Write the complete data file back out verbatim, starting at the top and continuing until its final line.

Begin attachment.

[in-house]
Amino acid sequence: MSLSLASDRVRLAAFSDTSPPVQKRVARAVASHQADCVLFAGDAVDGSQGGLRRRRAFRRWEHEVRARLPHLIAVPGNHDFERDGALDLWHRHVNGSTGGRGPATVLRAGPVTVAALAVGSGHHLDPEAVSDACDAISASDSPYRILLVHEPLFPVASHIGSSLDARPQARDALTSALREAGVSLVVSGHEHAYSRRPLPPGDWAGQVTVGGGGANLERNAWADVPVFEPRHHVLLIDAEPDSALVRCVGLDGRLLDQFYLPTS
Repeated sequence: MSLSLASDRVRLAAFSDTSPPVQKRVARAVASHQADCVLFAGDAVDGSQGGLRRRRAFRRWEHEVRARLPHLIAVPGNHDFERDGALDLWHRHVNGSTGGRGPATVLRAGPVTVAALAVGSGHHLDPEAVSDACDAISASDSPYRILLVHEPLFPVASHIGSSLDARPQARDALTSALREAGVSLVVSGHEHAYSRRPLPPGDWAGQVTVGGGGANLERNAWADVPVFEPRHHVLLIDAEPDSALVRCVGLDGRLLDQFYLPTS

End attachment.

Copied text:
[in-house]
Amino acid sequence: MSLSLASDRVRLAAFSDTSPPVQKRVARAVASHQADCVLFAGDAVDGSQGGLRRRRAFRRWEHEVRARLPHLIAVPGNHDFERDGALDLWHRHVNGSTGGRGPATVLRAGPVTVAALAVGSGHHLDPEAVSDACDAISASDSPYRILLVHEPLFPVASHIGSSLDARPQARDALTSALREAGVSLVVSGHEHAYSRRPLPPGDWAGQVTVGGGGANLERNAWADVPVFEPRHHVLLIDAEPDSALVRCVGLDGRLLDQFYLPTS
Repeated sequence: MSLSLASDRVRLAAFSDTSPPVQKRVARAVASHQADCVLFAGDAVDGSQGGLRRRRAFRRWEHEVRARLPHLIAVPGNHDFERDGALDLWHRHVNGSTGGRGPATVLRAGPVTVAALAVGSGHHLDPEAVSDACDAISASDSPYRILLVHEPLFPVASHIGSSLDARPQARDALTSALREAGVSLVVSGHEHAYSRRPLPPGDWAGQVTVGGGGANLERNAWADVPVFEPRHHVLLIDAEPDSALVRCVGLDGRLLDQFYLPTS